“Video games are truly at the core of the brand – and that will continue,” replies Utsunomiya, “the games are really the best way to experience the settings of each Pokémon. We really try to treat them like living creatures; you see them in the game and how they’re behaving there … In the original games, there’s quite a gap between the descriptions in the Pokédex and what you actually saw in the game. But starting with Legends Arceus and Scarlet/Violet, you see [Pokémon like] Bidoof creating dens in the game, and you have Pokémon travelling in packs. So there’s a newfound realism of their setting. When it comes to delivering the descriptions seen in the original Pokédex … there’s a lot more we can do there.”
It has not all been rosy for Pokémon in recent years. 2022’s games, Scarlet and Violet, were visually underwhelming and plagued with bugs (of the technical kind, rather than the cutesy collectible kind), their poor technical performance inciting backlash the franchise had never seen before.
“Regardless of whether we publicly respond, we’re always paying very close attention to the feedback and conversations happening in the communities,” Utsunomiya says. “There are certain aspects where we can’t always be 100% aligned with what parts of the community are asking for and what we want to provide. But we do this with the desire to keep Pokémon going for a very long time, and I believe that the fans and players are aligned with us in that respect.”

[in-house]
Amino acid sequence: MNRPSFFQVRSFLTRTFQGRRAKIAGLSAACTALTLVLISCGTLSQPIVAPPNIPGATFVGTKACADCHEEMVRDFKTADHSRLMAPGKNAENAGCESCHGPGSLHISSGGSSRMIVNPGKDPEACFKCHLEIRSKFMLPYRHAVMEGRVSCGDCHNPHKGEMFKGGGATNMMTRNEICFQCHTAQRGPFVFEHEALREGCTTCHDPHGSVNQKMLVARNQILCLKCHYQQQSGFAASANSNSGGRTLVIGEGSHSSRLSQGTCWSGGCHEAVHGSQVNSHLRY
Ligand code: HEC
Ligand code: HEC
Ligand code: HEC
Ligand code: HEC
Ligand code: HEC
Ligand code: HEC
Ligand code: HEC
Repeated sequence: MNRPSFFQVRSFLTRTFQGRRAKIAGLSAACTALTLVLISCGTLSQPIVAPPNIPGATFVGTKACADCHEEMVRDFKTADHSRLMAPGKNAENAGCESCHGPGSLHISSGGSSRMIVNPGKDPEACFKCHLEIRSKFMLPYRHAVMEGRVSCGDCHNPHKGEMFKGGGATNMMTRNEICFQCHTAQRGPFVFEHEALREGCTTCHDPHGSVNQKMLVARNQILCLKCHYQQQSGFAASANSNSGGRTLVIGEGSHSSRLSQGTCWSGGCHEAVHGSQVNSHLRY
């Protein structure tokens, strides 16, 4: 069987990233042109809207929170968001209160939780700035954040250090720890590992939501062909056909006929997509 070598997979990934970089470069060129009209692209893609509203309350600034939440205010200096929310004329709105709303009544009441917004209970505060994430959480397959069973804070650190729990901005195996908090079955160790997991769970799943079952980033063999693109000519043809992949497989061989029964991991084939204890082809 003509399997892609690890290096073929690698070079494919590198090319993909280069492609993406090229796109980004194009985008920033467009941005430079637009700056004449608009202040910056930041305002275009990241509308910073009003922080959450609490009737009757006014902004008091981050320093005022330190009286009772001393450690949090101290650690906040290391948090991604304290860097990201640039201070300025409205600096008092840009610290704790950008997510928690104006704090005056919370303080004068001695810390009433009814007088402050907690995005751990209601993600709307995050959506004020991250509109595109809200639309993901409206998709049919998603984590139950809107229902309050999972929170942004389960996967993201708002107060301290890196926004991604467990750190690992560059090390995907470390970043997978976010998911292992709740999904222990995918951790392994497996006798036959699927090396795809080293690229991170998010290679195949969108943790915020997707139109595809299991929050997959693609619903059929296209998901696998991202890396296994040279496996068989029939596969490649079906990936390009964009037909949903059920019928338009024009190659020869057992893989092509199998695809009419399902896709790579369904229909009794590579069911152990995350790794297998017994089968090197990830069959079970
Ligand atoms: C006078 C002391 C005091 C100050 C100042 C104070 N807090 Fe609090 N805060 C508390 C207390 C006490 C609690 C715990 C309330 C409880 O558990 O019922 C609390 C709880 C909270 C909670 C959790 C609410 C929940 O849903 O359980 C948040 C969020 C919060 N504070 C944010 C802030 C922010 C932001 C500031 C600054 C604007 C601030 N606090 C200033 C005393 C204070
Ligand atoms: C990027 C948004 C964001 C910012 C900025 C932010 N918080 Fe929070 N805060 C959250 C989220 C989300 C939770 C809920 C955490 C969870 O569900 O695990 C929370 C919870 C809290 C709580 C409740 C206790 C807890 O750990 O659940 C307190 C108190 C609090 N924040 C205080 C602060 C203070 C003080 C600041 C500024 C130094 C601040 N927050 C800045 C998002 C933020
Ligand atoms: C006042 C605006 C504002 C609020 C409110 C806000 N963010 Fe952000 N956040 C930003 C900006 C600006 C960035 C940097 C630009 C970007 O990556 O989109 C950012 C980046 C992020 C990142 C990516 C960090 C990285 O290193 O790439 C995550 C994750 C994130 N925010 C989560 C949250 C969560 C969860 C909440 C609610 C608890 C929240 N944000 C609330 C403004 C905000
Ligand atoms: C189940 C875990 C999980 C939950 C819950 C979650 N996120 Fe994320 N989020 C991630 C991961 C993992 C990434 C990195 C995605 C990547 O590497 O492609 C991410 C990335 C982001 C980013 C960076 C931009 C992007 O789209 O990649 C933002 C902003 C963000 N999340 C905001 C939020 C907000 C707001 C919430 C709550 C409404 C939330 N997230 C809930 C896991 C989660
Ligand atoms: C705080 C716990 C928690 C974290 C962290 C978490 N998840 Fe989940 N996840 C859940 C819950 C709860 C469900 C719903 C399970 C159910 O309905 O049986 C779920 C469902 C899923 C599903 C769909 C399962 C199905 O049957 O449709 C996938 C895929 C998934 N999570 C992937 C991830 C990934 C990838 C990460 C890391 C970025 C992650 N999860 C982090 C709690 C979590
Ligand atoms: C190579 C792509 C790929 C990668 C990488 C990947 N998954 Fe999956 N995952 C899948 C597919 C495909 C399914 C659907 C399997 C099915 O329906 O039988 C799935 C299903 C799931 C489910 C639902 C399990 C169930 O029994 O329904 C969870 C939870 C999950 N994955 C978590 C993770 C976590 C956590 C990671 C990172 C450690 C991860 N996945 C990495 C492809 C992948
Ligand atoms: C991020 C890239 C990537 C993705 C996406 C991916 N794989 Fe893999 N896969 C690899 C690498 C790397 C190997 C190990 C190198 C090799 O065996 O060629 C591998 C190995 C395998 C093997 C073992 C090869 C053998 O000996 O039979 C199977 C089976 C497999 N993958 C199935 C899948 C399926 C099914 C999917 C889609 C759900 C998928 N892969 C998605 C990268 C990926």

Outside the games, Pokémon’s recent releases have been spilling over more and more into real life with the eyebrow-raising sleep-tracking app, Pokémon Sleep, and a dental hygiene companion app called Pokémon Smile. It increasingly feels as if Pokémon are positioned less as battling monsters and more as mascots that slot into our day to day lives.
“Everyone has to sleep. If we can add a bit of entertainment to an aspect of daily life you have to do anyway, there’s an opportunity there,” laughs Utsunomiya, when I put this to him. “Pokémon is at its most popular in the Americas, Europe and Japan – and if you combine all those populations, it’s around a billion people. So, there are still more than seven billion or so people outside those territories. We really want to have the rest of the world become passionate Pokémon fans. So we need to learn to incorporate those values and cultures around the world.”
It may surprise those outside the Pokémon phenomenon – or those who have fallen off the wagon since the turn of the millennium – that these collectible critters are more popular than ever. The original Game Boy games remain the series’ bestselling, at over 46m units, but 2019’s Pokémon Sword and Shield on the Nintendo Switch have already shifted 26m, and the games as a whole have sold over 460m in total. Pokémon Go still has an estimated 80m active players. There is clearly something enduringly appealing about Japan’s most successful entertainment export. Where Tajiri started out on a catch-em-all quest to capture bugs, the Pokémon Company is now on a quest to capture the world.
“That there is something that is just universal about Pokémon,” reckons Utsunomiya. “When the first games came out in Japan, it was typical to look at video games as something that are just for boys, but we [soon] realised a much more diverse audience were playing them. We soon found that the games were very appealing to the rest of the world as well … It would make us very happy if, through Pokémon, people can connect with each other – regardless of where they are, or who they are.”